Phillips said that this is “a good problem to have, because now we’re not just becoming friends with people based on race.” She added that having a larger community means that interactions need to be more intentional.
Other students at the roundtable pointed out that in years before, they had felt like they needed to fit a certain mold of what a “Black student at W&L” should look like, with a certain geographic and socioeconomic background.
“It’s hard to adapt to W&L culture as a Black student,” said one junior. “Because you’re not just dealing with white culture, or rich culture, but it feels like if you’re Black here, you need to do a sport, you need to be in SABU, you need to listen to a certain type of music.”
Another concern was that student organizations are focused so much on advocacy and activism on campus and in the greater Lexington community that the fellowship and social aspect of Black student organizations is lost.
The men of BMI especially feel that events have become too structured and centered around always having meaningful conversations and rushing to get things done.
“At our core, the mission of BMI is to bring black men back together,” said Foster. “Fellowship and brotherhood is what we need at this point.”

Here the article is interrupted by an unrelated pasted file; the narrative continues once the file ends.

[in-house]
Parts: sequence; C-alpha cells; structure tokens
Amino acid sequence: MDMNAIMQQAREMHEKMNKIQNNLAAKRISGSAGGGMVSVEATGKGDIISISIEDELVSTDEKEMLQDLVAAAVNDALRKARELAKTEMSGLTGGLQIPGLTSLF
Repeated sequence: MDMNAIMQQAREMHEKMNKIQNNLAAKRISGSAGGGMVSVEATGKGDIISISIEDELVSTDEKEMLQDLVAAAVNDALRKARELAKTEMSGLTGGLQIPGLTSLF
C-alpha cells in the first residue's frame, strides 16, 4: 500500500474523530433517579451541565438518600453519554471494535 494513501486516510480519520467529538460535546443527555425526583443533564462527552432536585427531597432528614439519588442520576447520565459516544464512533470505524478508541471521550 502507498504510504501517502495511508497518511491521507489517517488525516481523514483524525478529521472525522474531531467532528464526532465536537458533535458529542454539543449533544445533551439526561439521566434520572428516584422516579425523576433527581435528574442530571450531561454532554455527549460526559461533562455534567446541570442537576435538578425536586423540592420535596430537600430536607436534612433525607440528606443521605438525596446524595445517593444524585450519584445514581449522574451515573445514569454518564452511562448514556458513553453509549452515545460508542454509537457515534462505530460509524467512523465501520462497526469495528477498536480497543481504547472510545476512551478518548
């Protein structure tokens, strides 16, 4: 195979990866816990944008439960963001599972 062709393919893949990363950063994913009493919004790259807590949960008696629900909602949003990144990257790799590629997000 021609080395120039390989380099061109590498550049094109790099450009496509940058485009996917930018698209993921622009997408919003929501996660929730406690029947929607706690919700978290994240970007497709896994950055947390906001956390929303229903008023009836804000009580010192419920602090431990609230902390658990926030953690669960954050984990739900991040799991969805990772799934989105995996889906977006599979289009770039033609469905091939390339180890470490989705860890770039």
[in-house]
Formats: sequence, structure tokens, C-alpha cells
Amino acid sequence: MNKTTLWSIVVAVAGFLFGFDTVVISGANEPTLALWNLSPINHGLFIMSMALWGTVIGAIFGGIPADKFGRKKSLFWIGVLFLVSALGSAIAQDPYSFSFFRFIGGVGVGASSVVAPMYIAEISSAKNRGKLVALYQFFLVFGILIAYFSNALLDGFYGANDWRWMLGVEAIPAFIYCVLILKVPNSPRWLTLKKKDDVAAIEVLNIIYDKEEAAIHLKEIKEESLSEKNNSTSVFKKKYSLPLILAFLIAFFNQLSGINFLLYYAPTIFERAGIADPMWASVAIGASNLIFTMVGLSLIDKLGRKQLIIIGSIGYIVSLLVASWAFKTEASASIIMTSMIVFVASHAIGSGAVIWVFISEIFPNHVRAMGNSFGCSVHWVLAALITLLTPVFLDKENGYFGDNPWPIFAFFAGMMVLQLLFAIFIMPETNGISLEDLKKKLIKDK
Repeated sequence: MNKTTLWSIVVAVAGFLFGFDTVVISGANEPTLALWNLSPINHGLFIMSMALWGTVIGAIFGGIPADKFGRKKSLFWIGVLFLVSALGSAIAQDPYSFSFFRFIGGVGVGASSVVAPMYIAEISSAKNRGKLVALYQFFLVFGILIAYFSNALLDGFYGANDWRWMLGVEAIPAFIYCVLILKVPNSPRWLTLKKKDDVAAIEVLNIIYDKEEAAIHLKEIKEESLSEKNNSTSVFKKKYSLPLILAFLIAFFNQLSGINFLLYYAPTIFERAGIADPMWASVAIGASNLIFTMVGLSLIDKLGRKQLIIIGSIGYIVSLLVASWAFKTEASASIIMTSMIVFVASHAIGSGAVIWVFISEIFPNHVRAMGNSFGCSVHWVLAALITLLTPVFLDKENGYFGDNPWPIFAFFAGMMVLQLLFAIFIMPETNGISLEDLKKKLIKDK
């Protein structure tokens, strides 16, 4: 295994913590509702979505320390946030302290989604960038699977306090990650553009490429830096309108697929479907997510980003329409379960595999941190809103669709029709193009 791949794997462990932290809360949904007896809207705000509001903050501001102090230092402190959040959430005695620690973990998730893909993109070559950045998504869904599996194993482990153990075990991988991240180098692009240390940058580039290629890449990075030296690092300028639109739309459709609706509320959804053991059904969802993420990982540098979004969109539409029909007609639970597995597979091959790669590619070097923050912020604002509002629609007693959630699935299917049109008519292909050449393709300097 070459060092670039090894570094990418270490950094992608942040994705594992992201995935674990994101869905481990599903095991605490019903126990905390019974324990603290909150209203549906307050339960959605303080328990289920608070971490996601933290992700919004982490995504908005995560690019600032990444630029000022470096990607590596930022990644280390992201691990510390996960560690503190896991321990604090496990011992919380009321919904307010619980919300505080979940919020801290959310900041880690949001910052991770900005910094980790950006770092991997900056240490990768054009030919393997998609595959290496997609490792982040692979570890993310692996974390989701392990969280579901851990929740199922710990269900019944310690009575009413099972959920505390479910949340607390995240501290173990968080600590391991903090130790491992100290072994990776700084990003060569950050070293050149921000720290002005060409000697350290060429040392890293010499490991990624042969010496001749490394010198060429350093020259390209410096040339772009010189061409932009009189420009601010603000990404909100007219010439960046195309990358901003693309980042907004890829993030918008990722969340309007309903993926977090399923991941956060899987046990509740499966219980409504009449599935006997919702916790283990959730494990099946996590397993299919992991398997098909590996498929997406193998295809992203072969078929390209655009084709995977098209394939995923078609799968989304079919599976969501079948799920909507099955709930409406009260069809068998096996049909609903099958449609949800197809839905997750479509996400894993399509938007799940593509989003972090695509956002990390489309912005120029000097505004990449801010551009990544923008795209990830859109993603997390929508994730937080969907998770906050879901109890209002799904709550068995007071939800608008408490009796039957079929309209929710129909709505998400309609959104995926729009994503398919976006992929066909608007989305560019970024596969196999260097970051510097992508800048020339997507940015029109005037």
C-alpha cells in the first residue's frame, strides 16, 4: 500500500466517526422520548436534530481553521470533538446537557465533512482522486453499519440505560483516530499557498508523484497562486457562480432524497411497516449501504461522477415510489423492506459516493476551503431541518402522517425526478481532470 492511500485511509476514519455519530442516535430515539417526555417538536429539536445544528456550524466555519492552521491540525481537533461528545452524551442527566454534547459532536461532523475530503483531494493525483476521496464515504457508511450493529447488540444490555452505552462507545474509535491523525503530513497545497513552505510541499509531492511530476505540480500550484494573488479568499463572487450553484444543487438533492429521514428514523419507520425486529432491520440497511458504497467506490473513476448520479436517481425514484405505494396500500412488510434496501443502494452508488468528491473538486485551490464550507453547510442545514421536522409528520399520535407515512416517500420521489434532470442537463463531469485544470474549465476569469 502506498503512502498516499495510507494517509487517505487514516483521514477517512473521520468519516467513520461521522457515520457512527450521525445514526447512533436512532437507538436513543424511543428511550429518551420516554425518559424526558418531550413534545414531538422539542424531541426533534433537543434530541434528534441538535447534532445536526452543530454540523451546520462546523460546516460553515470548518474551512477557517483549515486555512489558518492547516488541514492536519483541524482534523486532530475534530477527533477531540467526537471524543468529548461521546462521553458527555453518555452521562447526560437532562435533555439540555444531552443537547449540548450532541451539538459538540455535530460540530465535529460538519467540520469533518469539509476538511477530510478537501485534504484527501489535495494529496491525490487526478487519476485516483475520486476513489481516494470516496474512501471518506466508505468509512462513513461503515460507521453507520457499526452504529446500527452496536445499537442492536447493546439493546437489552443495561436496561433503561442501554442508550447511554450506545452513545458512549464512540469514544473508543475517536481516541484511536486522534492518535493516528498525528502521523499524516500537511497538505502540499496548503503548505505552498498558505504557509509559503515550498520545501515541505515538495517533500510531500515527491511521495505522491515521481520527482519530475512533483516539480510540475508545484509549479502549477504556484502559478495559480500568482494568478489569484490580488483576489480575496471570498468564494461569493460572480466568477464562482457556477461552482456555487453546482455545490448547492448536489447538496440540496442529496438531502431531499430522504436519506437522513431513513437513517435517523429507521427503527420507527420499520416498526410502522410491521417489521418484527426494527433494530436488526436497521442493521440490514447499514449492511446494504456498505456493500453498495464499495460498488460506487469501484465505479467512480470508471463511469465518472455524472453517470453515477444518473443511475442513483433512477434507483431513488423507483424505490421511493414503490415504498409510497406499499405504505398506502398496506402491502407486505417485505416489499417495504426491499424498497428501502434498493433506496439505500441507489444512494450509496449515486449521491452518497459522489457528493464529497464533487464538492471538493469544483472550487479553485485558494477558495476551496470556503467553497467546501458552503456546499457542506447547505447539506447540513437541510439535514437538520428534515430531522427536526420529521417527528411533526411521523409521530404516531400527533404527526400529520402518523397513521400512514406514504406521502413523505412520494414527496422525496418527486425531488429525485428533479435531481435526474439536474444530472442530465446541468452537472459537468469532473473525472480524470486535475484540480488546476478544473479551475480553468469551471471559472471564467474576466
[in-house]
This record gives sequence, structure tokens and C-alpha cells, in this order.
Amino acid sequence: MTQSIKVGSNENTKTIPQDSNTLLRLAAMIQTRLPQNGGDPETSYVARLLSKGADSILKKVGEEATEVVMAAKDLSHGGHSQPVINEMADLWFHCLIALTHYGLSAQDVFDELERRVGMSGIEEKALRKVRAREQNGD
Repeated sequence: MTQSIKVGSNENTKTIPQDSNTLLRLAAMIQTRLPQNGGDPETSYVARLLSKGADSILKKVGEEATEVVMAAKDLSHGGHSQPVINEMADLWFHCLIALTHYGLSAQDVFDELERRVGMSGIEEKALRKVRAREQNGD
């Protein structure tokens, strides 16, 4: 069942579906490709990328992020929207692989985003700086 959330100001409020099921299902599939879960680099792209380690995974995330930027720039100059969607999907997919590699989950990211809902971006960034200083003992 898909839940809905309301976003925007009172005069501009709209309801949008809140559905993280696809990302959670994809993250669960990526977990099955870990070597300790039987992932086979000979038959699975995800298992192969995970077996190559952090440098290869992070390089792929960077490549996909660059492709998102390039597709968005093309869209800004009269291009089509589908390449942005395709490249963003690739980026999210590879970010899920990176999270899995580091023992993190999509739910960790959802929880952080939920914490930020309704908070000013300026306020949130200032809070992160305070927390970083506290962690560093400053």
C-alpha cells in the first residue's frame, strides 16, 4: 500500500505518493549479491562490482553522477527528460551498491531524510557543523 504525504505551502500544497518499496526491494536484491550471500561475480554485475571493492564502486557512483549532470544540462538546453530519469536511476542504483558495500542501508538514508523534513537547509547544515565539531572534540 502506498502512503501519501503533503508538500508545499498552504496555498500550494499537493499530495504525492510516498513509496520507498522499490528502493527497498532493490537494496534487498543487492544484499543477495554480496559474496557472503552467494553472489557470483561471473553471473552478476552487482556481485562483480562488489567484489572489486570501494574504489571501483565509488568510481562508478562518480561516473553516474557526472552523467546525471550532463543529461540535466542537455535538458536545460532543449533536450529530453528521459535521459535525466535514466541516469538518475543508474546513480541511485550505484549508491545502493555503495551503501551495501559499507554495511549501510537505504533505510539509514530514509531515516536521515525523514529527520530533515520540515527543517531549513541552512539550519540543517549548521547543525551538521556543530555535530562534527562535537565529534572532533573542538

Drammeh from SABU admits that SABU’s long term goal is to “lean towards doing more community-based work rather than advocacy” and that providing spaces for celebrating Black history and culture is something that the organization has been working on.
She also added that SABU’s mission can be helped, both by Black and non-Black students, by just “showing up.”
“Come to events and be present,” Drammeh said. “That’s the biggest way to show support.”

Showcasing Black and African culture on campus

One event that Drammeh participated in was the African Fashion Show and Dance, hosted by the African Society and Around the Globe on Jan. 21. She wore an ankara outfit passed down from her mom, a dress from The Gambia traditionally worn to celebrations and weddings.
“It’s really meaningful for me to be able to showcase my culture in that way,” said Drammeh. “And I know that that’s not something every Black student is able to do.”